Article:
Manufacturers continually chase products that are well-liked in consumer tests; however by doing so, many are missing the point, according to Howlett.
Speaking to FoodNavigator at the recent NutraFormulate conference in the UK, the marketing and consumer insight expert warned that tests of consumer ‘liking’ for new products do not necessarily translate in to sales.
“Liking is a bit of an overrated notion, because we very often buy things that we don't necessarily like,” said Howlett.
Indeed, he said that many companies know that they can make their products more ‘liked’ in a research environment by making it taste sweeter.
“We know that we can make beers, drinks, and just about anything more 'liked' just by making it sweeter. But that doesn't necessarily mean that it's going to make them sell better."
Howlett cited recent trends in UK coffee consumption as a good example of how consumer liking tests do not always reflect sales.
"The UK is a relatively new market for coffee ... And what's actually happened is that people started off with milder coffees, but they are now appreciating the bitterness of stronger coffees."
“If you test those coffees, they don't get 'liked' more. But they do get purchased more."
Another example of this is the market for dark chocolates, he said, noting that chocolates with the greatest sales tend to have quite challenging taste.
“When those products are tested in blind environments where people do not know the brand, consumers will say that they dislike the stronger and more challenging chocolates more. But they buy them more, because dark chocolate is all about having quite a challenging and different sort of experience, compared to the ease of eating milk chocolate.”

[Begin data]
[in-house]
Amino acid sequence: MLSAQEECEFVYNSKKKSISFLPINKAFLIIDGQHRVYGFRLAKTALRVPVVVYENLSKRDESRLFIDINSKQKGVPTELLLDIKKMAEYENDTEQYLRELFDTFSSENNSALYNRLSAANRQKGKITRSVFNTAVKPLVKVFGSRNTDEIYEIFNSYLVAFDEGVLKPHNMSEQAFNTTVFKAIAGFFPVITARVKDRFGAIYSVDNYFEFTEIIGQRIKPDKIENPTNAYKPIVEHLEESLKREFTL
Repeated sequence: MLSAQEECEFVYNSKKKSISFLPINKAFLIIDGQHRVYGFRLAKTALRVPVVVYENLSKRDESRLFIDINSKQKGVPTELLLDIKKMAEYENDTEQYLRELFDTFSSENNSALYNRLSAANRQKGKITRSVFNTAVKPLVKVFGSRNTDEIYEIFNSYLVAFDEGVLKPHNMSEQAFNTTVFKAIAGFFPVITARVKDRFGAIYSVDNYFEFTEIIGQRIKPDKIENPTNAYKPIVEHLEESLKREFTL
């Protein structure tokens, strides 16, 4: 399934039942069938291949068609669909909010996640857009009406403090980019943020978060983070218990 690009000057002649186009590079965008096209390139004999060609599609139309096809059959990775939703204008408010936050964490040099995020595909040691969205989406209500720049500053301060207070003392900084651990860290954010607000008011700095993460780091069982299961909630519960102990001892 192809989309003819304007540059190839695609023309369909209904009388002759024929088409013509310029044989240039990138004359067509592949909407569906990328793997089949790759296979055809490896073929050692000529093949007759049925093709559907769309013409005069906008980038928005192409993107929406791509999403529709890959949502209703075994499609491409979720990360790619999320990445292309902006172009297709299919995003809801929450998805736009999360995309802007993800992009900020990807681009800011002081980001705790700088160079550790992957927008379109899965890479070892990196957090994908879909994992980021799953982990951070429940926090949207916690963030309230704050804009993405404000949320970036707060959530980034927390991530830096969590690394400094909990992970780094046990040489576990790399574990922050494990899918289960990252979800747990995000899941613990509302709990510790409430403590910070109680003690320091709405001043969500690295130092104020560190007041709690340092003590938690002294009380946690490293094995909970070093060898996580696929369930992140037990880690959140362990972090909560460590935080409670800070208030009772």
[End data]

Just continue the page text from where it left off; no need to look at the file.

Don’t chase liking
According to Howlett, there are many categories that that are ripe for having products where you don’t have to chase liking, so long as the brand considers other parts of the conceptual profile.
For example, if a manufacturer wants the product to come across in a nutritionally healthy way, it might want to give it a different sort of cue – which might not be ‘liked’ but will do the communication job.
A great example of this is Red Bull, said Howlett.
“If people cast their mind back to the first time they drank Red Bull, very often they recognise that they didn’t actually like the taste,” he said. “It was deliberately challenging. They deliberately made it something that we couldn’t reference with things that we had previously been drinking … it didn’t taste like CocaCola, it didn’t taste like other carbonated soft drinks. It had quite a strange adult taste.”
According to Howlett, Red Bull realised that is was more important for the taste of the product communicated all of the attributes being communicated by the brand, than it was that consumers liked the taste of the product.
“It tasted like it would keep you awake. It tasted like it would help keep you dynamic,” he said.
“Everything was developed for their proposition to focus on that message, rather than chasing familiarity, or the niceness or pleasantness of the taste – which is what research normally does.”